AL Adam Freed

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THE AUGMENTED LIBRARY

READING ONE

Genesis 11:1-9 (King James Version)
King James Version (KJV)

Public Domain [A Public Domain Bible] [KJV at Zondervan] [Zondervan]

Genesis 11

1And the whole earth was of one language, and of one speech.

2And it came to pass, as they journeyed from the east, that they found a plain in the land of Shinar; and they dwelt there.

3And they said one to another, Go to, let us make brick, and burn them thoroughly. And they had brick for stone, and slime had they for morter.

4And they said, Go to, let us build us a city and a tower, whose top may reach unto heaven; and let us make us a name, lest we be scattered abroad upon the face of the whole earth.

5And the LORD came down to see the city and the tower, which the children of men builded.

6And the LORD said, Behold, the people is one, and they have all one language; and this they begin to do: and now nothing will be restrained from them, which they have imagined to do.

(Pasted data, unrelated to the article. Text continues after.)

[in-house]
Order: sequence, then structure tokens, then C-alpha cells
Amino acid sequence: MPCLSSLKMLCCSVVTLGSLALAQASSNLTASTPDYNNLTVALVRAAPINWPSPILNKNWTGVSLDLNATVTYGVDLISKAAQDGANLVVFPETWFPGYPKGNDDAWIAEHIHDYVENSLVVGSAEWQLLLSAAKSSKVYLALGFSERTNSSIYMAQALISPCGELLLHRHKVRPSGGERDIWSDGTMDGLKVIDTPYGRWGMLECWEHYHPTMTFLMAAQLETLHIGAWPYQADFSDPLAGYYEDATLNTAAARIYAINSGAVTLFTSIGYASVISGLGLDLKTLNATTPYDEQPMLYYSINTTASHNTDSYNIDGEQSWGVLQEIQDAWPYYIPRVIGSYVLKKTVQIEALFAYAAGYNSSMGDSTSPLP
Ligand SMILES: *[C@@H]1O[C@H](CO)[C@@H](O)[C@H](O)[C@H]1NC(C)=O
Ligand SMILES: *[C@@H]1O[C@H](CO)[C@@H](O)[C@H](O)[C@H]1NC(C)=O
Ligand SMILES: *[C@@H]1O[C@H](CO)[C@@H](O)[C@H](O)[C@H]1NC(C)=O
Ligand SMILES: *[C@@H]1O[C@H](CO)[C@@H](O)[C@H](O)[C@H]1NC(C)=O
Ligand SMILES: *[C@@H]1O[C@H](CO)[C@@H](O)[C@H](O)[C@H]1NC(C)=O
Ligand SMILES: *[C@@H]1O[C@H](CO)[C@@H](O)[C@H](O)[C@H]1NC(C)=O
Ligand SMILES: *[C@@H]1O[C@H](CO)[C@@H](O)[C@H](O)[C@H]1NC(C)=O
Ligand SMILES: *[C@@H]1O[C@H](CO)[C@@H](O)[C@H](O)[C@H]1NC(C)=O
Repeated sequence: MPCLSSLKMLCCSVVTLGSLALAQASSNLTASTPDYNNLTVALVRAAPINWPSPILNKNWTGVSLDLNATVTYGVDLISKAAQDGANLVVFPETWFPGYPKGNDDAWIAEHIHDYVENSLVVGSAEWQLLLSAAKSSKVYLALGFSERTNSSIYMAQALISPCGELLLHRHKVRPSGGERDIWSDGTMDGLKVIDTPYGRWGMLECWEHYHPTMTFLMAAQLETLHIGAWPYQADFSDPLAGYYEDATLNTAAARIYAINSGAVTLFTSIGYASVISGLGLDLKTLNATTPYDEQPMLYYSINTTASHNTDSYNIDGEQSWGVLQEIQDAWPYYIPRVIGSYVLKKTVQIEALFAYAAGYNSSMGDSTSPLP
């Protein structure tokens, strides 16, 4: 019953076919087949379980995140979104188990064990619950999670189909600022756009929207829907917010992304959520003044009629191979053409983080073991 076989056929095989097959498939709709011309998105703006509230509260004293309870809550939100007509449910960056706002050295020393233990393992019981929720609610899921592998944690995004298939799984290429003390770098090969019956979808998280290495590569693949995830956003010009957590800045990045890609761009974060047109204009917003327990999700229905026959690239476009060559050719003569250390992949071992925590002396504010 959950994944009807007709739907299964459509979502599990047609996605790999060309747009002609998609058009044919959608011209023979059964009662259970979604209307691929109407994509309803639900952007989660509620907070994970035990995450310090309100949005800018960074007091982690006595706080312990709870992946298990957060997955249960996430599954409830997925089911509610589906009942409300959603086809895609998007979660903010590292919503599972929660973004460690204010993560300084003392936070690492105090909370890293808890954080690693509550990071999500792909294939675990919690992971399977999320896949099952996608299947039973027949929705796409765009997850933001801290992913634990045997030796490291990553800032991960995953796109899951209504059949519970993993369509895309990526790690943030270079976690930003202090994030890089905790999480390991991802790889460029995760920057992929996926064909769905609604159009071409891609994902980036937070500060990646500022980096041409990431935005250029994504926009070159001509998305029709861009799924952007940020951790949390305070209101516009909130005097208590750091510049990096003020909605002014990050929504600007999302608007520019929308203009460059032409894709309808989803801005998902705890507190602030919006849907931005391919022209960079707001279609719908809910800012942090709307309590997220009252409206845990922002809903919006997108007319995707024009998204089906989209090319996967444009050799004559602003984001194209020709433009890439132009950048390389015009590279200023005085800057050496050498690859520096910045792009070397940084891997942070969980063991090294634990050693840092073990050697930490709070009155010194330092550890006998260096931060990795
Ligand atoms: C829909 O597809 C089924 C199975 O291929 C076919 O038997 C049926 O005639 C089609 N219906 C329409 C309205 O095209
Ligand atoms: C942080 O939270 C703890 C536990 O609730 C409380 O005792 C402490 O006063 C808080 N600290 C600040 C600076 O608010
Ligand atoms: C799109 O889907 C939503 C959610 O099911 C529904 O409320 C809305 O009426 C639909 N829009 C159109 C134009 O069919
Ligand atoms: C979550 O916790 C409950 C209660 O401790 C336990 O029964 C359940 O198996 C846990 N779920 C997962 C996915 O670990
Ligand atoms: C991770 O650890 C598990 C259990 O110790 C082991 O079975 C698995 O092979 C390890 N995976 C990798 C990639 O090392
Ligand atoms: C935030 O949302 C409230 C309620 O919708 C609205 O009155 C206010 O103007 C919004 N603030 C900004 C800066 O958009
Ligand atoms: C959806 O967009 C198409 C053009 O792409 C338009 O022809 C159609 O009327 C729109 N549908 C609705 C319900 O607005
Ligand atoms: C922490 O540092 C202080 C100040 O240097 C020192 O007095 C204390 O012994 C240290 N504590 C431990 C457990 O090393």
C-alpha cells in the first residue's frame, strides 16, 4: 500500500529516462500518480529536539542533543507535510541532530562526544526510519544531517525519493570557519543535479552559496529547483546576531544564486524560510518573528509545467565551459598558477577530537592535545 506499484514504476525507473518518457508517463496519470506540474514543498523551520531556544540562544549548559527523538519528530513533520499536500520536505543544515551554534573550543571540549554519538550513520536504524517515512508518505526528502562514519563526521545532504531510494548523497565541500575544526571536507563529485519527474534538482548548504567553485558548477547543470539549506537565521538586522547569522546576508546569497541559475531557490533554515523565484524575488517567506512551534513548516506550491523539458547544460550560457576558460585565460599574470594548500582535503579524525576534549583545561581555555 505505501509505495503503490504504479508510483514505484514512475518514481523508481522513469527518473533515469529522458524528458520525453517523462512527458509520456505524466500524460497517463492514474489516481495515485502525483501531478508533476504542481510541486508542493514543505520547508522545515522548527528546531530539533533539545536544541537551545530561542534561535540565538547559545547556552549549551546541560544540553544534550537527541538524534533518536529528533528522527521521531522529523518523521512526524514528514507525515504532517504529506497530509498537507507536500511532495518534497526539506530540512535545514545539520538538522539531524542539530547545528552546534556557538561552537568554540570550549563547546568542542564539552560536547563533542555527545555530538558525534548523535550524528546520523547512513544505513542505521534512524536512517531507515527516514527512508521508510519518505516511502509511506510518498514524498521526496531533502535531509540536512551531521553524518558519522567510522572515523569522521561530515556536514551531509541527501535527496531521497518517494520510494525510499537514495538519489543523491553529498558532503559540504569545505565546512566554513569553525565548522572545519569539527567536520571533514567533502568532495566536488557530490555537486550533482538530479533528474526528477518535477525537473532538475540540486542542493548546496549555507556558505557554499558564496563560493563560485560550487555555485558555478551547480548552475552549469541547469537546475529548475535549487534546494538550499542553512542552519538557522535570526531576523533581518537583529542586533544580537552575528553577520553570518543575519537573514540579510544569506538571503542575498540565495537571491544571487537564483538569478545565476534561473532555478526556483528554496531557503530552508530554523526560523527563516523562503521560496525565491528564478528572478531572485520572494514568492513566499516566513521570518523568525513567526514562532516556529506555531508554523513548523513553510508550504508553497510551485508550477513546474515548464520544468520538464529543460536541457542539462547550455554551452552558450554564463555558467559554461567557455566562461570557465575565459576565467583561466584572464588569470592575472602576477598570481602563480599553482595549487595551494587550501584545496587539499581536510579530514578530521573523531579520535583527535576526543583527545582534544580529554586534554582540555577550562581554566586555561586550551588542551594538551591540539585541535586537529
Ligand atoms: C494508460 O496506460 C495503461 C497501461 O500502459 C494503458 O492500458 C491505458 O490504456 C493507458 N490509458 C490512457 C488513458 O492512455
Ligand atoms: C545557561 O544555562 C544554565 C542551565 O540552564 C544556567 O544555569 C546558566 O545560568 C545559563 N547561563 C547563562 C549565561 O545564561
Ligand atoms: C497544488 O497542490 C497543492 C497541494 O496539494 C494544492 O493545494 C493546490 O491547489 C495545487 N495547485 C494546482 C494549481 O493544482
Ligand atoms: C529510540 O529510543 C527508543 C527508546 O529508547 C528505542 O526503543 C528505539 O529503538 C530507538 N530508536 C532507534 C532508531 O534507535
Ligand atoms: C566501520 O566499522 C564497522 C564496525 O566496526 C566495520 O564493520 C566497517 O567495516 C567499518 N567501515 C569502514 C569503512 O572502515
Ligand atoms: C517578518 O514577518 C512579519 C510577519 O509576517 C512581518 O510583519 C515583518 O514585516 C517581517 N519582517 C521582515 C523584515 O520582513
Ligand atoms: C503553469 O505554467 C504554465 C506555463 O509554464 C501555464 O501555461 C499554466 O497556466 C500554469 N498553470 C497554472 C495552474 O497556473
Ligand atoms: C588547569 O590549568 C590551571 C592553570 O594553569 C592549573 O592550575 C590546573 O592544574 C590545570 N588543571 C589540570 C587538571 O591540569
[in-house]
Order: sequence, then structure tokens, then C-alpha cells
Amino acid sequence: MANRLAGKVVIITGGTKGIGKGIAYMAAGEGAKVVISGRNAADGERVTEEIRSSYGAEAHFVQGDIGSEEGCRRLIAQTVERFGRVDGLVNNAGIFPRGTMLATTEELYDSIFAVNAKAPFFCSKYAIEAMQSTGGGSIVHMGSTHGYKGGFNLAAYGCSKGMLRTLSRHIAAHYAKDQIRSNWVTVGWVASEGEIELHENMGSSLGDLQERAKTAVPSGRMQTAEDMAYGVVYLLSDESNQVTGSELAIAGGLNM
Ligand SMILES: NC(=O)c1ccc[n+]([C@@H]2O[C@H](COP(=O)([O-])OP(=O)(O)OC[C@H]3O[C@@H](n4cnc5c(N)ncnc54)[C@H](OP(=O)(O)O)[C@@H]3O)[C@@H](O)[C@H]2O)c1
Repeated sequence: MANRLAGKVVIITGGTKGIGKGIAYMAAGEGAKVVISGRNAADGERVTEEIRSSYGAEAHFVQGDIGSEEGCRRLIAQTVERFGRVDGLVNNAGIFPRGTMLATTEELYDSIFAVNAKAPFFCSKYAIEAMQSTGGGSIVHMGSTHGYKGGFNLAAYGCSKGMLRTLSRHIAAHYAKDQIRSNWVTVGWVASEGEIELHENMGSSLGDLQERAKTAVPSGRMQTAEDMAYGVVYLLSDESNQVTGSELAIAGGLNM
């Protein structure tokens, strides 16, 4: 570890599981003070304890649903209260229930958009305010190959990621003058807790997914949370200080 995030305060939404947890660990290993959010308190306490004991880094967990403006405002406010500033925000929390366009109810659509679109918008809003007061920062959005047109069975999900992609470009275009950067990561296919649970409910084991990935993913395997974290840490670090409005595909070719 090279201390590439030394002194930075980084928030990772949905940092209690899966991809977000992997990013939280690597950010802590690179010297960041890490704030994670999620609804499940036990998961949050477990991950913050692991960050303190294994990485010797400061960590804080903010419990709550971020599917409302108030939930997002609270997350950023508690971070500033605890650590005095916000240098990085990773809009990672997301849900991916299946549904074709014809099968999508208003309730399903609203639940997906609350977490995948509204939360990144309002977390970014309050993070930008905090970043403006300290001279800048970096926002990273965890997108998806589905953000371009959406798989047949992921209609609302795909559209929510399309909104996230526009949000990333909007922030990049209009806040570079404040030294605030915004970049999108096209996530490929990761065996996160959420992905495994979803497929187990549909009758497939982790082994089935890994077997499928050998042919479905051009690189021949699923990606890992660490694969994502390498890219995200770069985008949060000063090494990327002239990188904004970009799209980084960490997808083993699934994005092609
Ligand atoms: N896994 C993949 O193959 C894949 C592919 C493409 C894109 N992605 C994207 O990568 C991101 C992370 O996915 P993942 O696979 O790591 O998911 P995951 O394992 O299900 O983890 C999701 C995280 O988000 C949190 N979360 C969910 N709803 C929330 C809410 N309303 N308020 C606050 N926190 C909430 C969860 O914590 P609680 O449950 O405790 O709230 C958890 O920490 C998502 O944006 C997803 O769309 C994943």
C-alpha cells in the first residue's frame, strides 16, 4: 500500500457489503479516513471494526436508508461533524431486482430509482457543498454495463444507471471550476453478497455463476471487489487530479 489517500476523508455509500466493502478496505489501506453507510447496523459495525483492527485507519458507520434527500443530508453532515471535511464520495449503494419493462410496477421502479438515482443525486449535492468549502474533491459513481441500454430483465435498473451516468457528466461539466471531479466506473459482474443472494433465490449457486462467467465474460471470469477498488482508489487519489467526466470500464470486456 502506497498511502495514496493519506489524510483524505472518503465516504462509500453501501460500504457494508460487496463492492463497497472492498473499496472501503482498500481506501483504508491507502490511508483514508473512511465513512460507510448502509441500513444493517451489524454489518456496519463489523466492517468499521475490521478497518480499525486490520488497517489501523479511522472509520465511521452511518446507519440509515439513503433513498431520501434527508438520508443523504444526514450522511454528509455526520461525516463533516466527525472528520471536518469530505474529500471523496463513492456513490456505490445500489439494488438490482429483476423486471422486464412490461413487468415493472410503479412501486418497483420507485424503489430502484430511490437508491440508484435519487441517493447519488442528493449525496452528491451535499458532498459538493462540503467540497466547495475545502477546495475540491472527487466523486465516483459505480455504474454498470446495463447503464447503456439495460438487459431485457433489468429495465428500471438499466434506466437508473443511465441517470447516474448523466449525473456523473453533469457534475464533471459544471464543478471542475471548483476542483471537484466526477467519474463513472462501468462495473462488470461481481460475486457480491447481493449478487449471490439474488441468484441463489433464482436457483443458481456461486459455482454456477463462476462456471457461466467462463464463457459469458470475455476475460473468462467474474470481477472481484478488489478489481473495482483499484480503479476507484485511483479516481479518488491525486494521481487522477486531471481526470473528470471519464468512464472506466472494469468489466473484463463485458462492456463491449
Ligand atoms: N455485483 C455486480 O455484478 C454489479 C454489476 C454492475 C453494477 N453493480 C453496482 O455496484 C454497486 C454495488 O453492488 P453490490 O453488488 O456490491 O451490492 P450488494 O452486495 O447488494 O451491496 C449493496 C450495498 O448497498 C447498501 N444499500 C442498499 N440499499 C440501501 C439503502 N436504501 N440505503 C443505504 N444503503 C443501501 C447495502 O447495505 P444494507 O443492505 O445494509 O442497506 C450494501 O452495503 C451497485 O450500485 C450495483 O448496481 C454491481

7Go to, let us go down, and there confound their language, that they may not understand one another's speech.

8So the LORD scattered them abroad from thence upon the face of all the earth: and they left off to build the city.

9Therefore is the name of it called Babel; because the LORD did there confound the language of all the earth: and from thence did the LORD scatter them abroad upon the face of all the earth.

Space and Nonspace are not exactly new subject material for an artist to tackle with; painters, photographers, printmakers, and sculptors have been toying with the idea since the 2d cave painting (maybe thats a bit hyperbolic.) The concept of nonspace in detritus or leftover, the remainders that indicate and hint at another existing arrangement, however, is amazing; it is like looking at a river by the silt it collects.
Borges' library terrifies me, as it is far too similar to life, but not similar enough to make me feel that the allusion is complete. The concept of all books being written, of endlessness, seems pretty Escheresqe. I'm really reminded of Douglas Adam's parody of Borges, where there is a building that has been hosting a party since the beginning of its construction, and people are born, live, and die during this millenia long bender. Pretty amazing.

READING TWO

Erving Goffman.